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Maggie, George, and Alan: out British novelist Alan Hollinghurst won a top prize writing about Thatcher's England--which, he tells Charles Kaiser, is not such a far cry from Bush's America.

Alan Hollinghurst is the author of four novels, beginning with The Swimming-Pool Library in 1988. His latest, The Line of Beauty, won the Man Booker Prize, the most important U.K. fiction award, in 2004. Compared favorably by many critics to the novels of Henry James, The Line of Beauty chronicles the life of Nick Guest, a gay Oxford graduate living in the home of a high-flying Tory MP serving in Margaret Thatcher's government in London in the 1980s. Hollinghurst was teaching undergraduates at Princeton this fall when he won the prize.

Hollinghurst spoke to Advocate columnist Charles Kaiser about Thatcher then, Bush now, and gay life on both sides of the Atlantic.

The Advocate: What was your own view of Mrs. Thatcher?

Hollinghurst: It was a terrible time on almost all fronts. I suppose her main antigay action was Clause 28, which was passed in 1988. Local authorities were prohibited [by that law] from spending money on anything which "promoted homosexuality"--which is actually an amazingly Thatcherite view of sexuality: that you could promote it. If you got Saatchi & Saatchi or someone to do an advertisement, it might really catch on! I remember when that was, because it was just the time The Swimming-Pool Library was coming out, and it was held up as an example of the kind of book that you might no longer be able to buy for a public library. The talk about it actually rather helped my book when it crone out.

The [Tony] Blair government vowed to repeal [Clause 28], but they had a lot of trouble getting the repeal through the [House of] Lords. It was finally done last year. In fact, no action was ever brought against a local authority, because of the fantastically inept wording of the law.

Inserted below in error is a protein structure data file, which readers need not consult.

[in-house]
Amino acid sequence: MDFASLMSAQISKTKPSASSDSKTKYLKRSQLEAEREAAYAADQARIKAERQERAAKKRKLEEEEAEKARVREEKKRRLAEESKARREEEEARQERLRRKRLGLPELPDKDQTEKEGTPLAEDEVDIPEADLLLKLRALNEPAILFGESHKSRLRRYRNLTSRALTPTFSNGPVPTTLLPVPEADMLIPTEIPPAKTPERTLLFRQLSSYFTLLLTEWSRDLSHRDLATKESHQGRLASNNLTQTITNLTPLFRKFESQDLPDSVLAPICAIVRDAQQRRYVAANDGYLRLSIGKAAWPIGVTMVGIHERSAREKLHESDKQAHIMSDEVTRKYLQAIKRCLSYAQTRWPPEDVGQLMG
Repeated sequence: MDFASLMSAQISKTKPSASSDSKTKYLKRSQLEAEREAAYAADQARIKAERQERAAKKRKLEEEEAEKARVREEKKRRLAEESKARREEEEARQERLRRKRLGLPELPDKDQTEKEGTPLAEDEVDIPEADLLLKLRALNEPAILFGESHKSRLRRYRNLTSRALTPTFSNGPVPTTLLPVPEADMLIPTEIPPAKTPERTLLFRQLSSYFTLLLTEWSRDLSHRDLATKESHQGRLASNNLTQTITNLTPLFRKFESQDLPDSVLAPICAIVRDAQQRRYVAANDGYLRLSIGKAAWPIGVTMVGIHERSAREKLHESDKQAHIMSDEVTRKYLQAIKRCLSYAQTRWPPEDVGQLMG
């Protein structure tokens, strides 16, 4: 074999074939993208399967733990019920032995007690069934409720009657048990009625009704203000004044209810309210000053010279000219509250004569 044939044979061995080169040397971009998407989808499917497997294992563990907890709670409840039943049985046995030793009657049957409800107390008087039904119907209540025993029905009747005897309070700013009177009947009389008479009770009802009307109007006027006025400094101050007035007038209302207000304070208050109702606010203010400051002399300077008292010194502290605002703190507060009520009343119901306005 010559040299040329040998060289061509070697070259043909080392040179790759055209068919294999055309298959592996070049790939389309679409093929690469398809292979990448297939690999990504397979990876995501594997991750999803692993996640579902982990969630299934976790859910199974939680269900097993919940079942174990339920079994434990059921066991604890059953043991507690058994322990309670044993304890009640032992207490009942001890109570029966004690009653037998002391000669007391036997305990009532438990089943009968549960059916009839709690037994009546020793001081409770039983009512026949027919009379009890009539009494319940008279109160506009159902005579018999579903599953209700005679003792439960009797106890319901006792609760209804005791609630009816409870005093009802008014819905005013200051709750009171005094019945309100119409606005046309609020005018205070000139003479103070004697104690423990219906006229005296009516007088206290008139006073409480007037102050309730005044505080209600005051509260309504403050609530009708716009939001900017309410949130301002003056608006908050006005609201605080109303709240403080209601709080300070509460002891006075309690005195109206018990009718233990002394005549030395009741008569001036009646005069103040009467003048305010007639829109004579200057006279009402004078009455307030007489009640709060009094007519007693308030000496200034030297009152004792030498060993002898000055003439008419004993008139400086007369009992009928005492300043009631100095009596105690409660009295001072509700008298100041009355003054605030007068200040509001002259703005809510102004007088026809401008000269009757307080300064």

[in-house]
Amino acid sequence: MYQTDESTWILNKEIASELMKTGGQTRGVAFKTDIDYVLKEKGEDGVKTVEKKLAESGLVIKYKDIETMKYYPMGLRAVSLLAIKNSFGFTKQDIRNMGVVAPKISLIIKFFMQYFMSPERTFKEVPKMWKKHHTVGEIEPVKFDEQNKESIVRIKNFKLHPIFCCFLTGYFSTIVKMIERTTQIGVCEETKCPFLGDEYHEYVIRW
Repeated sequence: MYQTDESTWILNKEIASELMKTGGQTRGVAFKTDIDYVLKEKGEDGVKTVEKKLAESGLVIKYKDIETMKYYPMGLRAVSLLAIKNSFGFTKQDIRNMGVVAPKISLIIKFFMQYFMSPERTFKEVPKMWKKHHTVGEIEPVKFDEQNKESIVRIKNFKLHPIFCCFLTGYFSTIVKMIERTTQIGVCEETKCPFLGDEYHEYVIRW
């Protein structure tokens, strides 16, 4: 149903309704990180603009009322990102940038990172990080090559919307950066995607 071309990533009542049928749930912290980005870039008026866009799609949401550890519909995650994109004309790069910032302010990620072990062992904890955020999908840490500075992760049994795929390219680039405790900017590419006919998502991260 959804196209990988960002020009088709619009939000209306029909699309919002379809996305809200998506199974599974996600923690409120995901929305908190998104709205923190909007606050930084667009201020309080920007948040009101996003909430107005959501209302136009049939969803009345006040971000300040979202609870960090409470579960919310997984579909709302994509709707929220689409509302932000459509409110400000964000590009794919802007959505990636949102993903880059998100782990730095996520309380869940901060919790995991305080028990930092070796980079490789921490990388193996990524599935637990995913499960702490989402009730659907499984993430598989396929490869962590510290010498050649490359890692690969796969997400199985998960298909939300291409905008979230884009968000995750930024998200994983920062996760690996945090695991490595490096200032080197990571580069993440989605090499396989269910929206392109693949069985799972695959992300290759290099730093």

Did the Thatcher government use gay bashing the way the Bush administration used gay marriage--to energize their base or pander to prejudice?

It was nothing comparable, really. I mean, what happened in America was staggering--the spectacle of an election which really has been won by manipulating sentiment about gay marriage. I don't suppose Bush himself could care less about it. It's just a cynical exploitation of bigotry. It's a staggering thing--getting enough people to vote against giving a minority of the population certain rights. There wasn't that sort of mobilization of antigay feeling when Thatcher was prime minister, though such feelings certainly informed their initial reactions to the AIDS epidemic.

Is there any difference between the way gay people are treated at universities here and in Britain?

The attitude is very tight-on at Princeton. We had something called Gay Jeans Day the other day, and anyone wearing jeans was thought to be supporting the gay cause. One of my students was rather disconcerted when he discovered he was unwittingly supporting it! And a lot of the students came to class with T-shirts reading GAY? FINE BY ME.

The change in attitudes over the last 20 years is absolutely enormous. And it is largely a generational tiring. It's true I live in a great metropolis [London], so I don't have the same view I would have living in a remote town, but everywhere there's been a beneficial shift in attitudes--which is why it's even more sickening when you see the things that are happening now in the U.S. Changes which have evolved over quite a short period might be reversed in a short period. Is there an uneasy feeling here?

Yes--especially for me, since the theme of my last book [The Gay Metropolis] was that gay liberation was made possible by the triumph of science over religion. And now we seem to be marching briskly backward.

We don't go in for extremism quite so much in Britain. Thank God for Britain's ties to Europe.

Religion is pretty much irrelevant to politics in Europe.

Well, England is sort of the most irreligious country in the Western world. It might be a little different in Italy.

Has the world changed enough between The Swimming-Pool Library and The Line of Beauty so that the critics could distinguish between a time gay novel and a fine novel?

The critics? Yes. I would want to distinguish between the "Gay Sex Wins Booker" coverage of the prize in the fall and the critical reception of the book when it came out in the spring, which was the best that any of my books has had. The homophobic note of disapproval, masked by boredom, was only really struck in one of the reviews.
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Title Annotation:Books; interview of Alan Hollinghurst
Author:Kaiser, Charles
Publication:The Advocate (The national gay & lesbian newsmagazine)
Article Type:Interview
Date:Jan 18, 2005
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